Make Portland a city that works
Portland has a lot going for it, including a mild climate, a dramatic natural setting, a great food scene and a large population of creative people. Not surprisingly, it’s a popular destination for visitors and permanent residents. Such popularity brings challenges, however, most notably high housing costs. In such an environment, Portland’s elected leaders should look for common-sense ways to keep housing affordable for everyone – including middle-income people – while supporting the creation of decent jobs across the income spectrum. They haven’t. Three of the city’s five commission seats are up for election this year, and one of them – the mayor’s – is certain to have a new occupant. Meanwhile, Portlanders are likely to vote on a local gas tax to repair roads compromised, in part, by the city’s own spending decisions. Is this the year Portland gets some of the adult leadership it so badly needs?
Build Oregon prosperity
People value living in Oregon because of many things, none more than opportunity and beauty. But each has its price. Each requires a functioning economy that supports jobs, housing, education and growth. That’s where things get tricky.
Oregon’s job base depends largely upon taxes and fees: upon individuals, surely, but especially upon businesses small and large. A tiny startup in Portland needs to avoid a regulatory thicket that could bleed it dry, while something so mammoth as the proposed Jordan Cove LNG project, on the coast at Coos Bay, needs state, local and federal clearance as well as the right set of incentives. This is to say nothing of the need for improved transportation infrastructure, which fosters growth, and efforts by lawmakers to seed the right businesses in struggling southern and eastern Oregon counties.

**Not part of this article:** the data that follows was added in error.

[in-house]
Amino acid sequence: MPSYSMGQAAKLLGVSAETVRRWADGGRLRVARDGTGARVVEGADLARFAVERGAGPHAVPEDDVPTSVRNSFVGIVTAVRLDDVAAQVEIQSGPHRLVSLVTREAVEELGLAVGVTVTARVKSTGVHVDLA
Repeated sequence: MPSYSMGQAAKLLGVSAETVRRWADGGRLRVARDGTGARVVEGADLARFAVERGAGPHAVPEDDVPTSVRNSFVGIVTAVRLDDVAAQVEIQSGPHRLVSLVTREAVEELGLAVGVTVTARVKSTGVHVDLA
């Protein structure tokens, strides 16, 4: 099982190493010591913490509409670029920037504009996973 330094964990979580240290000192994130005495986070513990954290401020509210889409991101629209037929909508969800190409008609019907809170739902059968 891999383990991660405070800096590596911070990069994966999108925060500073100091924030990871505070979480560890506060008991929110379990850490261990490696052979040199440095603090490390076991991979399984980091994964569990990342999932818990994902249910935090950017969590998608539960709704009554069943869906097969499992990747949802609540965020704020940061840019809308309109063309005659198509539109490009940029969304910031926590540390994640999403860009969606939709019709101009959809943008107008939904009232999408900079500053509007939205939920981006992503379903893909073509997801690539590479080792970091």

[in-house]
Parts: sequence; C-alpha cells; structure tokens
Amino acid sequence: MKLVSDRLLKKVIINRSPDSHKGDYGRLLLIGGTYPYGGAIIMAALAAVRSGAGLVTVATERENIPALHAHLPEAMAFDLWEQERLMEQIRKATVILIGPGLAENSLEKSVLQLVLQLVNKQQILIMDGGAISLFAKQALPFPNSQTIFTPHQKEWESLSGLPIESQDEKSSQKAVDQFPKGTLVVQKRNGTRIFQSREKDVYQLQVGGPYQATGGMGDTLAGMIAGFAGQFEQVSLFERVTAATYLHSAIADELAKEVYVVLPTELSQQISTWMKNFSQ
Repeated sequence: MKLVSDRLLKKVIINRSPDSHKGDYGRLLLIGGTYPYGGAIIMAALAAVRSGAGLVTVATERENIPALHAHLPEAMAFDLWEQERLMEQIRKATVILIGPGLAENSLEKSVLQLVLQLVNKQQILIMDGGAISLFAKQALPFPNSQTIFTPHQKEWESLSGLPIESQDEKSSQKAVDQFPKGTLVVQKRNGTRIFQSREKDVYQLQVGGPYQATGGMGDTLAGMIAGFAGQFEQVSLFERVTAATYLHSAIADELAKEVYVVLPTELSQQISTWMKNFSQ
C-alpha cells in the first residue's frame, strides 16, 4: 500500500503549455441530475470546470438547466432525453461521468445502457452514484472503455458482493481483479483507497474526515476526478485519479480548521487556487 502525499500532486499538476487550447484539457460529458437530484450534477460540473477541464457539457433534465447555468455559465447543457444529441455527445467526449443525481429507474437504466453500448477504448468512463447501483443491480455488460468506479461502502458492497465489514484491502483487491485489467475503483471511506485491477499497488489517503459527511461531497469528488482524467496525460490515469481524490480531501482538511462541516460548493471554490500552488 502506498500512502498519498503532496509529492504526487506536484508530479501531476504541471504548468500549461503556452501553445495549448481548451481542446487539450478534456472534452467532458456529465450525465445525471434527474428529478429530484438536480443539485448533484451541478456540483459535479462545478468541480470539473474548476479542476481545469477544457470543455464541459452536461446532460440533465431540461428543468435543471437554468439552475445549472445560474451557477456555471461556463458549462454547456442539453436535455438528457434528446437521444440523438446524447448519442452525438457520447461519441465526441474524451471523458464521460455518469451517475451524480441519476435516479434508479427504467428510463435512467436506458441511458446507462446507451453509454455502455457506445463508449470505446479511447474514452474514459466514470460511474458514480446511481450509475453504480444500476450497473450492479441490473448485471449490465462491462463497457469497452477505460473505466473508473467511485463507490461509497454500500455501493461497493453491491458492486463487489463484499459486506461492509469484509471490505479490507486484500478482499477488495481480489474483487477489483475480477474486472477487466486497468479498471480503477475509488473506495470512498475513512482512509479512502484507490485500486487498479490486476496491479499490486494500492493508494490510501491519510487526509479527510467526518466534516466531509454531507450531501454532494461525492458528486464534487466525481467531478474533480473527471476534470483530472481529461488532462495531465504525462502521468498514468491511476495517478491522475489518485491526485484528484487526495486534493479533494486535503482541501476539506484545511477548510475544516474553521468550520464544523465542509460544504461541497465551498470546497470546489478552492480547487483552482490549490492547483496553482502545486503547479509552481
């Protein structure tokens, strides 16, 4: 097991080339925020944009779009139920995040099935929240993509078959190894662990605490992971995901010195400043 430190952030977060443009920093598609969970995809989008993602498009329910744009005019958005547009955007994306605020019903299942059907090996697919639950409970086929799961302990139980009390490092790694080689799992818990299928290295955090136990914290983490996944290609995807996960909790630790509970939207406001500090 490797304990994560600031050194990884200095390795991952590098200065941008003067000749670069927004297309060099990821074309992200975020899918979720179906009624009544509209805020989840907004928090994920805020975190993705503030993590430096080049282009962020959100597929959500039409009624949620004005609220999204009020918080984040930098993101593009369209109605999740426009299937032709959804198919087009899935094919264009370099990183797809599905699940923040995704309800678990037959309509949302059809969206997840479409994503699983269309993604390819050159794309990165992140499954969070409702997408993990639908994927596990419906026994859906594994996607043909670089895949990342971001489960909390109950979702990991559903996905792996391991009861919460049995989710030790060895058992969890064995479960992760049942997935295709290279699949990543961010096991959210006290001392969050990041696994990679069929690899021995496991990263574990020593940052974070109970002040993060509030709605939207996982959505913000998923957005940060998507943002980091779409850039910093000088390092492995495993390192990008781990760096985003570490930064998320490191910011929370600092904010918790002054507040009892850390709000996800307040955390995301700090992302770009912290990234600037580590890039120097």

The beauty part and public education follow. Their support depend upon revenues associated with an employed citizenry.
Protect and expand personal freedom
This item, part of our 2013 and 2014 agendas, took a year off in 2015 following the legalization of recreational marijuana and, more significantly, the invalidation of Oregon’s ban on same-sex marriage by U.S. District Judge Michael McShane. Personal liberty requires protection in low-profile matters as well as big ones, however, as events in 2015 demonstrated. The state Legislature last year prohibited consenting adults from smoking and vaping marijuana in the company of other consenting adults in lounges and clubs. This is an overreach that merits correction. More seriously, Labor Commissioner Brad Avakian overruled an administrative law judge and trampled the free-speech rights of the owners of Sweet Cakes by Melissa. The bakery became famous for refusing – wrongly – to bake a wedding cake for a lesbian couple. But this wrong does not justify the wrong done by Avakian, a state official who now seeks to become Oregon’s secretary of state.
Get pot right
Last year was preamble. This year makes weed real. Oregonians will see a profusion of first-time recreational pot shops – and communities deciding whether the experiment is worth it.
Cultural transition? It’s underway. The implementation of Measure 91, passed by a majority of Oregonians to make recreational pot legal, morphed throughout 2015. Lawmakers created an easy opt-out provision, and much of eastern Oregon decided it would be better off with neither recreational nor medical pot stores at all. Still, hundreds of emporiums are expected to open this year in the state’s more urban areas.
Success will mean Oregon matches or exceeds Washington state and Colorado in creating and regulating a profitable agricultural sector. Closely watched will be the efficacy of a seed-to-sale marijuana tracking system, created by the Oregon Liquor Control Commission to ensure product reliability while choking off the black market, and whether measures to protect the under-21 crowd from easy access to pot prove to be effective.